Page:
Drag Finishing

To All:
Obliquely related to the recent finishing thread, here's another
method of finishing parts. Some excerpts follow:
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Mechanical surface finishing, also known as mass finishing or
vibratory finishing, is a technology that has been around for more than
6 decades. Its applications range from burr removal, putting a radius
on sharp edges, and degreasing and de-rusting/de-scaling of metal parts
all the way to high-gloss polishing of metal components. This
technology is generally associated with vibratory tumblers, centrifugal
barrels or centrifugal disk machines.
In recent years, ?drag finishing? has become a popular alternative for
surface finishing of high value and somewhat delicate metal components.
Like pushing a plow through the soil and, thus, polishing its blade, in
drag finishing systems the parts mounted to a carousel?that in turn is
equipped with multiple workstations?are ?dragged? through a circular
work bowl filled with grinding or polishing media.
Pressure and Speed
Mass finishing is all about pressure and speed. The higher the
pressure exerted by the media on the parts, and the faster the media
?rubs? on the parts, the faster the desired finishing results can be
achieved. In this respect, drag finishing is standing out above other
finishing methods: Because of the high speed at which the parts are
dragged through the media and the high pressure generated, drag
finishing works 40 times faster compared with vibratory systems and
about 4 to 5 times faster than high energy systems.
No Part-on-Part Contact
The outstanding characteristic of drag finishing is that the parts are
individually mounted onto the workstations of the carousel.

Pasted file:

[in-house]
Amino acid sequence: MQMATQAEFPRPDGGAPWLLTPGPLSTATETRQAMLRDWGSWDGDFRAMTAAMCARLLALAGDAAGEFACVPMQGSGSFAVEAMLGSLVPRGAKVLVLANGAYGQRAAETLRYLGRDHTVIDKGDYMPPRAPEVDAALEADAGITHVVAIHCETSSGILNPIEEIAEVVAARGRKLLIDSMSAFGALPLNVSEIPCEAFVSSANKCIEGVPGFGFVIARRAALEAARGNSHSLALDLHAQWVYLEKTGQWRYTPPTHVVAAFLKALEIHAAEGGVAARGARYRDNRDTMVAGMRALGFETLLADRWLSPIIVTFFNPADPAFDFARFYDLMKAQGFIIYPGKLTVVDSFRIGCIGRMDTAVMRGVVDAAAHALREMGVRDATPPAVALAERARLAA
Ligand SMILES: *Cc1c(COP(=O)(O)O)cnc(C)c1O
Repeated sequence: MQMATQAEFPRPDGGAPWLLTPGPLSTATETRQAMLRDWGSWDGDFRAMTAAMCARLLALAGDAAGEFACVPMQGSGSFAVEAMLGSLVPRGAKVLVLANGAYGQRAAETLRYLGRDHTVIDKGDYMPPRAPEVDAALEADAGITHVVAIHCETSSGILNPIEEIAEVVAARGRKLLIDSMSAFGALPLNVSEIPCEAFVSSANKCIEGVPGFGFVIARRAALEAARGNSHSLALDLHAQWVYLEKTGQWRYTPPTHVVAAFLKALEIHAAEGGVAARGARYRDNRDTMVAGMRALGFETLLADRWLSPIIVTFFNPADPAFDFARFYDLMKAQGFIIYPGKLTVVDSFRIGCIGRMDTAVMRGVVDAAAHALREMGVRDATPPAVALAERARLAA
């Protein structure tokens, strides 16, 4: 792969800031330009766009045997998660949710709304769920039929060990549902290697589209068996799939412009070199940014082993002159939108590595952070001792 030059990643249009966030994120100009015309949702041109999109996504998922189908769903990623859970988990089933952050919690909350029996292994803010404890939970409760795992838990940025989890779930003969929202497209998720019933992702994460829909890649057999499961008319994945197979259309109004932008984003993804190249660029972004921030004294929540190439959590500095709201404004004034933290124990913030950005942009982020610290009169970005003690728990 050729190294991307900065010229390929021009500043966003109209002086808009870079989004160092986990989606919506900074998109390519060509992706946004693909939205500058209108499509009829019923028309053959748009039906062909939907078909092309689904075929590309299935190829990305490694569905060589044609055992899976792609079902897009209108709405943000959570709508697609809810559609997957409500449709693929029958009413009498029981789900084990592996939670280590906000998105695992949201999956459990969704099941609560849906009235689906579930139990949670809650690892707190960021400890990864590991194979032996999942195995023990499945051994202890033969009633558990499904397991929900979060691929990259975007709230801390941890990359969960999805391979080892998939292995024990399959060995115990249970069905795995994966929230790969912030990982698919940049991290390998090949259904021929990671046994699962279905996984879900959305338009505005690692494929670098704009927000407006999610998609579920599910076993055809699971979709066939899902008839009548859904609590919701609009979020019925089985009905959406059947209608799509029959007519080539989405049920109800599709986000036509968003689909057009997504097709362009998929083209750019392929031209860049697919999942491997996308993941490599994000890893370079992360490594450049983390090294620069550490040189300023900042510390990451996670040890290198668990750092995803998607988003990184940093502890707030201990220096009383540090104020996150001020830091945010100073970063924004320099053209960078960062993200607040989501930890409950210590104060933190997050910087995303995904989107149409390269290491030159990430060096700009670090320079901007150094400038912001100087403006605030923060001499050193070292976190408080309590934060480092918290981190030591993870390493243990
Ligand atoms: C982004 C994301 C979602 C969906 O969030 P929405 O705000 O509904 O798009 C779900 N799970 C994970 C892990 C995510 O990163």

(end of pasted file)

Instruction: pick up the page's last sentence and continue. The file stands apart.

Compared with conventional mass finishing systems where the parts are
free-floating in the media, in drag finishing systems, the parts?being
individually attached to the workstations?can never touch during the
finishing process. This prevents part-on-part contact and, therefore,
nicking or marring of the finish.
To individually mount the parts to the workstations requires special
parts fixtures. Frequently, the design of these parts fixtures poses an
engineering challenge. But the payoff is worth the effort because it
produces consistent and totally repeatable surface finishes without the
danger of the parts ever touching and, therefore, possibly nicking each
other.
Aggressive Deburring to High-Gloss Polish
The applications for drag finishing range from aggressive deburring
and edge breaking all the way to high gloss polish of a range of parts.
Here are a few examples of successful drag finishing applications:
Grinding and polishing of stainless steel boat propellers: These are
castings that undergo a drag grinding process in one machine followed
by a polishing step in a second drag finisher.
Surface smoothing and polishing of turbine blades after machining and
shot peening: This application reduces the surface roughness from Ra =
70 to Ra < 10 (1.8 micrometers to < 0.25 micrometers).
Grinding and polishing of medical implants such as artificial knees,
hip stems, ankles, and so on.
Whenever a manufacturer produces high value parts with a complex
geometry, and these parts require a first-class surface finish (be it
strictly functional or decorative), drag finishing is certainly a
surface finishing technology worth considering.
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Reply to
BottleBob
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interesting.... I've heard in China they have "polishing robots" that will finish mold surfaces? At first glance of the post topic, I thought you were finishing your drag strip car? or looking for drag queens. what was I thinking?
\|||/ (o o) ______.oOO-(_)-OOo.____________________ ~ Gil ~ the HOLDZEM=A9=AE king
Reply to
milgil
Might also rig up a wide-nozzle sandlblaster, and hang the parts far enough away (mebbe from the end of a rotatable relatively heavy chain) so they can't smack each other. Mebbe one sandblast nozzle per part.
Vary the sand/velocity to taste. Sand could really be anything that regular media is made out of, just finer.
Reply to
Proctologically Violated©®

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